Increase Revenue Using Data and the "7-Habits of Highly Effective Sales People"
One of the ways an organization can increase sales effectiveness and therefore generate more revenue is by understanding how successful salespeople operate.
Yet this is easier said than done. Successful salespeople are often too busy to want to sit down and explain exactly what they do. They may also not be inclined to share their methods because it represents unique value to the organization. In many cases, good sales reps prefer to keep their cards close to their chest.
With this in mind, we have to start looking at alternative approaches to capture this learned behavior. One approach is to collect data about the sales process and look for patterns in this data that can help us determine what works and what doesn't.
We certainly know the most successful salespeople simply by looking at their contribution to revenue generation. That data is clear. But what about the effort it took to create this revenue? Can we look for patterns in this activity? Fortunately, Stephen Covey's book "The 7-Habits of Highly Effective People" provides us with a guide.
The idea is to attempt to quantify what good reps tend to do (the 7-habits) and then compare these metrics to the rest of the sales organization in order to understand how large a gap exists.
You can learn more about Covey's seven habits here. Below is a breakdown of each habit, focusing on the specific metrics and key performance indicators you can collect that can help us understand how the sales team stacks up.
Habit One: Be Proactive
Focus and act on what can be controlled and influenced instead of what you can't
In sales, being proactive is a requirement. You cannot expect a sales opportunity to fall into your lap. So how do we measure proactivity? One way is to analyze the amount of time a sales opportunity sits in a specific stage. In addition, we can look at the number of calls, emails, and meetings between stages. Can we learn something if we compare the level of activity of high-performing sales reps to the rest of the sales team? Can we find outliers?
Stage history data extracted from the organization's CRM system can provide interesting analysis. In this example, a line chart compares a specific sales rep, "Willy Lowman," to an average of his peers. Willy averages a higher stage duration across several stages (bad) but does above average at the Negotiation stage:
Compared to the worst-performing sales reps, Willy is at the bottom of the rank when it comes to the Value Prop stage:
From an activity perspective, Willy Loman performs below average on the initial sales stages but meets and exceeds activity levels in later stages:
Finally, comparing Willy to the best performers, we can begin to see the chasm widen:
Armed with this information, we can deduce that Willy needs to step up his outreach campaigns in the early stages of a sales engagement. The best performers work proactively, and this shows in their activity levels.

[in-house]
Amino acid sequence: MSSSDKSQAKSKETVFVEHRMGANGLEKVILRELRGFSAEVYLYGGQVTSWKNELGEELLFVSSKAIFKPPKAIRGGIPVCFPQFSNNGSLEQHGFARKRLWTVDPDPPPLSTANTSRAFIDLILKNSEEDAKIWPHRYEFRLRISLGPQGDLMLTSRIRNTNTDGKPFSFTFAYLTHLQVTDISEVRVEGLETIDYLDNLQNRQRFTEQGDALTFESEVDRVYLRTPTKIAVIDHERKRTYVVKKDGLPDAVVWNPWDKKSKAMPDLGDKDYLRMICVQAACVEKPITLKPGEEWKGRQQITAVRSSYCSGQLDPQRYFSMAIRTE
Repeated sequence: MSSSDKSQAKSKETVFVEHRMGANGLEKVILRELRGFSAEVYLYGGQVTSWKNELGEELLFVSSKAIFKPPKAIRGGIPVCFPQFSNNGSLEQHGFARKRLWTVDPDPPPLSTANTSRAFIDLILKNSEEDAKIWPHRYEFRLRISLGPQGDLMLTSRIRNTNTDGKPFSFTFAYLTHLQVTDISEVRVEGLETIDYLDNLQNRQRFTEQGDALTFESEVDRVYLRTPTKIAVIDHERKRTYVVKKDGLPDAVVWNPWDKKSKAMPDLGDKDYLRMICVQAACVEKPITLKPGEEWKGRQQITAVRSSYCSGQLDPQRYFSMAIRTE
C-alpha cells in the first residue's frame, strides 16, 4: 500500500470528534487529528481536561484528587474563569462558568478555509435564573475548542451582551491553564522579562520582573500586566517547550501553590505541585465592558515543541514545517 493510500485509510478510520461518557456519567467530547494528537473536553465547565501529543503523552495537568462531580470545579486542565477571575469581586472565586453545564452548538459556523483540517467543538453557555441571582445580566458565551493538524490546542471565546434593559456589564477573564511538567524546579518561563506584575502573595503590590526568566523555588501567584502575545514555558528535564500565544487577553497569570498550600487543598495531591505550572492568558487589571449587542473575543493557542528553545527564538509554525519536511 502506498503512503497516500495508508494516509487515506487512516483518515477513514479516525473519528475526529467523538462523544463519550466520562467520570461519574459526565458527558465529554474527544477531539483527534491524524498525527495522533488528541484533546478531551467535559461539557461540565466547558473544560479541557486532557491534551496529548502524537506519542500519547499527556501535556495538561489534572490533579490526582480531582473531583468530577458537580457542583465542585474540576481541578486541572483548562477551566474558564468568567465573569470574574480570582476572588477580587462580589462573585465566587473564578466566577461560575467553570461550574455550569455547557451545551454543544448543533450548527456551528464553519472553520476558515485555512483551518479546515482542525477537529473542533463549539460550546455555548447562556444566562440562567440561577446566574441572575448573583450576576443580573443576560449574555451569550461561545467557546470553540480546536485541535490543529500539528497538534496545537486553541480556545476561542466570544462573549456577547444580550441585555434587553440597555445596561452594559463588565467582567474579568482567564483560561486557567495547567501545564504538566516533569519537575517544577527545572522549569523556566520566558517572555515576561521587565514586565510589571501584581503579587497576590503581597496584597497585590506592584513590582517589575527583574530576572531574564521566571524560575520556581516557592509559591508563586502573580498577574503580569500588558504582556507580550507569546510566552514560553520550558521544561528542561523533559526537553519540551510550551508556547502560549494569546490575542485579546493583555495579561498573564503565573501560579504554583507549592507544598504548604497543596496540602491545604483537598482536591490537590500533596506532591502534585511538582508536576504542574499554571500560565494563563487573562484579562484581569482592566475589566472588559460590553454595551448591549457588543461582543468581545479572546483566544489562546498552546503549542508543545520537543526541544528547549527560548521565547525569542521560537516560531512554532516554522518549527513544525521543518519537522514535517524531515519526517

Habit Two: Begin with the End in Mind
Define clear measures of success and a plan to achieve them.
Every organization strives to shorten the duration of the sales cycle. However, the number of variables involved is limitless. What if we look at it from the "End in Mind" perspective? How creative is the sales rep in positioning the right product mix and the right price to the right buyer? To achieve this perspective, we need to analyze the relationship between buyer and product. A good sales rep will have a solid understanding of the buyer's purchasing habits and needs. This knowledge can influence the duration of a sales cycle.
The challenge becomes, how do we arm the newer sales reps with this level of knowledge and intuition? The answer lies in a recommendation capability in which a platform can make a contextual recommendation to the salesperson as they interact with it.
An example of this type of recommendation is Amazon, where the site makes recommendations to the user based on past purchases or the previously viewed products. The Process Tempo Recommendation Engine can bring this capability to a sales organization with minimal effort.
Examples of recommendations:
What products cross-sell best with this one?
What products has this customer not purchased yet but may be interested in?
What products is this customer likely to purchase?
The most basic approach to a recommendation system is rooted in a concept called "collaborative filtering," which is a method that evaluates macro-level patterns across customers and products. Armed with a recommendation capability, newer sales reps can potentially piece together offers that their customers may find appealing.
Habit Three: Put First Things First
Prioritize and achieve their most important goals, instead of constantly reacting to urgencies.